Merry go roundabout

Andreas Züst's encyclopaedic libido embraced any and every phenomenon. He succumbed above all to those objects that, firstly, can be collected and, secondly, combine the ordinary with the metaphysical. Roundabouts unite usefulness with beauty, and purpose with lack of purpose. A system of single passenger cars geared exclusively toward maximum efficiency has spawned the roundabout, an elegant solution for bottlenecks caused by traffic converging from several streets on a single intersection. Driving a circular route significantly reduces conflict points between vehicles turning at junctions – for example, from 32 to a mere eight at a roundabout with four branches. Drivers move from A to B faster, more smoothly and more safely; the system flows.

In the centre of this acme of traffic control rationale, however, there is an area governed by no higher purpose than its own existence. In classical aesthetics, this is the locus of beauty and, therefore, of the divine. A fallow patch in the field of usefulness, a no man's land, a void. An urban free for all: the omnipresent onus of usefulness has been reversed. True to nature, humans, spurred by the urge to interfere and to beautify, descend on this provocative speck of land and turn it into a developmental playground. Countless expeditions of artists, landscape architects and engineers have conquered these miniature North Poles and hoisted their flags on them. Andreas Züst, collector of art and facts, scientist and artist, whose gaze was so sharply honed to off-the-wall normality, set out with his butterfly net to capture the fluttering excrescences of diligent decorators in these erogenous zones of urban development.

No one knows how many traffic circles there really are in Switzerland. The downside of Swiss federalism: how can anyone get an overall picture when one roundabout belongs to a community, another to a canton and a third to the Confederation? According to the Federal Institute of Technology in Zurich, “Professor Philippe Bovy in Lausanne stopped counting in the mid-1990s when he had reached about 1000.” The ETH Institute for Traffic Control and Transport Systems (IVT) estimates that the number has since risen to over 2000, and the demand for them is reaching the saturation point. Those interested in vital statistics on this traffic control device may refer to the 130-page Schweizerische Kreiselhandbuch (SKH), the Swiss manual of roundabouts published in 1997. Obviously, this volume can also be found in the estate of Andreas Züst. The study analyses the history, the functioning and the practice of roundabouts. The twofold nature of the traffic circle already figures in the first sentence, namely as a traffic control device and as an urban developmental challenge: “A roundabout generally goes beyond the context of a pure traffic control measure. Its presence also aspires to improve the image of the geographical location.”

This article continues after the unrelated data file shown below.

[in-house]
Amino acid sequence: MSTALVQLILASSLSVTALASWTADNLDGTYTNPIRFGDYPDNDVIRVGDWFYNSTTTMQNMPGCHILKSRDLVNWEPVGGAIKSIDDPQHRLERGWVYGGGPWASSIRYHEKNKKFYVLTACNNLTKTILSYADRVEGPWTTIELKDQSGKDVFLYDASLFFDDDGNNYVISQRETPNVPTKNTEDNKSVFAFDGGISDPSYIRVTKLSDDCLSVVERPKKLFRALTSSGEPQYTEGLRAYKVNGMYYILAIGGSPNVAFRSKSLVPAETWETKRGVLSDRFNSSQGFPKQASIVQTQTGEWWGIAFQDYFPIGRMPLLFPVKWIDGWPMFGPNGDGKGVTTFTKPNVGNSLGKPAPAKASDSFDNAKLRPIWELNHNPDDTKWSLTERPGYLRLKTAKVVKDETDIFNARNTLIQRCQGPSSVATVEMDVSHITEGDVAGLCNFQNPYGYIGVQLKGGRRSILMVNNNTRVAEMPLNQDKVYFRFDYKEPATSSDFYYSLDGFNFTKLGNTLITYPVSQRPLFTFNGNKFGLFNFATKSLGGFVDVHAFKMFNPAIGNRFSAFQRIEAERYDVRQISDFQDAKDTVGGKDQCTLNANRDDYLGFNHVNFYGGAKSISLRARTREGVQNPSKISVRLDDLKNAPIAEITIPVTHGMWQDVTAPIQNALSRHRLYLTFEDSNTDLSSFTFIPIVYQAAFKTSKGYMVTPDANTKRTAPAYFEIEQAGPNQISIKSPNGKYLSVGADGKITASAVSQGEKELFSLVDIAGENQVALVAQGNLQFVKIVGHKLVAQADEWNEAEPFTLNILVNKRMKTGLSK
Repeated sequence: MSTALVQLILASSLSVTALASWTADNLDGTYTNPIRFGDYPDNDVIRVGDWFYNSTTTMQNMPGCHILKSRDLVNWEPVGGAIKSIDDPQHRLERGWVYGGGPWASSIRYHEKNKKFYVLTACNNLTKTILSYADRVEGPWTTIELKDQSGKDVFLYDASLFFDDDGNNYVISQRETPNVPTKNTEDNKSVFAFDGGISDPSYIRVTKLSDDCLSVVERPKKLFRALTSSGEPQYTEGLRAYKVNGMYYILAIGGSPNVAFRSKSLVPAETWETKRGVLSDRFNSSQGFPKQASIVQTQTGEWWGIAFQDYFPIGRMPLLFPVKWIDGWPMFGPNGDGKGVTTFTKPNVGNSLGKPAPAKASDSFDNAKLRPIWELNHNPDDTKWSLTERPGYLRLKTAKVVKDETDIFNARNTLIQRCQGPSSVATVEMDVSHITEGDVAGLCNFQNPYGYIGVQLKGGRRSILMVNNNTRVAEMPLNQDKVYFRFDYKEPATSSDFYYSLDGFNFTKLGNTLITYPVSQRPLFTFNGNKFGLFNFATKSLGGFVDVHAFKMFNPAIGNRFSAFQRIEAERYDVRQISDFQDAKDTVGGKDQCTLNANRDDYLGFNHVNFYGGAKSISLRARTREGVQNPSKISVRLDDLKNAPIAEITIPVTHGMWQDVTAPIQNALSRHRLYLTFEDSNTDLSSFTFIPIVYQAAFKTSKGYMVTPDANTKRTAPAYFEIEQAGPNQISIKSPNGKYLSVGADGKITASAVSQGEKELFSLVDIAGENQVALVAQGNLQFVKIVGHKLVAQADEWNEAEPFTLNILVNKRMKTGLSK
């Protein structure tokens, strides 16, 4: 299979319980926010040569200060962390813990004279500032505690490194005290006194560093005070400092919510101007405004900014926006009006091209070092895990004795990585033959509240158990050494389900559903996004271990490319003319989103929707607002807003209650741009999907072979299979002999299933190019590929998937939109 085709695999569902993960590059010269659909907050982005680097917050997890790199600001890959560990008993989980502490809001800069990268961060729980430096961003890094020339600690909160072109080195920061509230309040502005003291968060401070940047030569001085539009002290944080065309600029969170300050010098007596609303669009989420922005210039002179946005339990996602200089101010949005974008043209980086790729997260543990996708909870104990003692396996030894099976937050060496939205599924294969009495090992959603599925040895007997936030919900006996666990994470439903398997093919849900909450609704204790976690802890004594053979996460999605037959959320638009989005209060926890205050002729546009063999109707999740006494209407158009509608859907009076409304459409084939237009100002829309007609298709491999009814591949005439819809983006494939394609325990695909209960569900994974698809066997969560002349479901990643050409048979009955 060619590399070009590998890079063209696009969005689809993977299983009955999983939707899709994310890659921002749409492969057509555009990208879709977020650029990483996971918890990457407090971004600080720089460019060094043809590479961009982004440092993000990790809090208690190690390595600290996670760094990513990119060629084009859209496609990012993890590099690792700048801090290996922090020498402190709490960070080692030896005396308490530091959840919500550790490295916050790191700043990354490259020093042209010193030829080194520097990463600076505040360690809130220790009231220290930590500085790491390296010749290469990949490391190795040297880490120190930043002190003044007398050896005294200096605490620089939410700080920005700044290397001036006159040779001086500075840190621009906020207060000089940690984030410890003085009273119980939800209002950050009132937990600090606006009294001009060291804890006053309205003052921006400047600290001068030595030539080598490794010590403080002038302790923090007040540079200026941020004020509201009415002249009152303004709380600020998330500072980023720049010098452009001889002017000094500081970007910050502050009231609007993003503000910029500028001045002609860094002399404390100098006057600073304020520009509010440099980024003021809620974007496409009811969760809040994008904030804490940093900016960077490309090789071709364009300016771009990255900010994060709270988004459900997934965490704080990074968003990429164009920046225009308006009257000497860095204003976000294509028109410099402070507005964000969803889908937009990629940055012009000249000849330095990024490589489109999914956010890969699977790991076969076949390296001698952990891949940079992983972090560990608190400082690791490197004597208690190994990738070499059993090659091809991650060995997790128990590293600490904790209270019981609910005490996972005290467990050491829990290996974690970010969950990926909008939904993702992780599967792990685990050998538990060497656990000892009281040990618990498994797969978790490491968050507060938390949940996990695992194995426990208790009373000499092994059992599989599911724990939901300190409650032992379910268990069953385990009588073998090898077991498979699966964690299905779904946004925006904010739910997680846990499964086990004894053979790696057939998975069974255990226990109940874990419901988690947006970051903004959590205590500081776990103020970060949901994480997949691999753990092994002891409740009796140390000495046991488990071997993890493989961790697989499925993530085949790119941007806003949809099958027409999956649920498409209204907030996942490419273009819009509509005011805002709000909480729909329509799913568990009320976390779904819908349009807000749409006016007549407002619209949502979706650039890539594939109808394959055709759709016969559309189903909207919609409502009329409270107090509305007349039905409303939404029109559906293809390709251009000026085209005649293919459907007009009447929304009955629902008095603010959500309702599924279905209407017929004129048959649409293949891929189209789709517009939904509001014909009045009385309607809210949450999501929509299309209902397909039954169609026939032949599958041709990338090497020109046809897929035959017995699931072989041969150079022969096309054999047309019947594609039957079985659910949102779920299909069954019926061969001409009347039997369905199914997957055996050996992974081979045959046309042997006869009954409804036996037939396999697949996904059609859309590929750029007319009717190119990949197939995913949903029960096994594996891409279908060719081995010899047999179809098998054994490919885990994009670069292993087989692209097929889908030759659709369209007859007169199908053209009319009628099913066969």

The palette of proposals for this “enhancement” is revealed in the photographs presented here. Monuments, fountains and landscaping are, of course, especially popular, but specific statements are expressed as well: we produce watches, wine is cultivated here, welcome to the capital city of music, or: we have given free rein to an artist of our choice. The centres of roundabouts provide spaces in which to pursue a purpose with artistic means. A roundabout is a town’s calling card, like clean restrooms in a restaurant. The ETH also confirms the usefulness of sculptures. Visual barriers sit in the centre of roundabouts with intent: they force drivers to slow down, underscoring a vital aspect of how traffic circles work.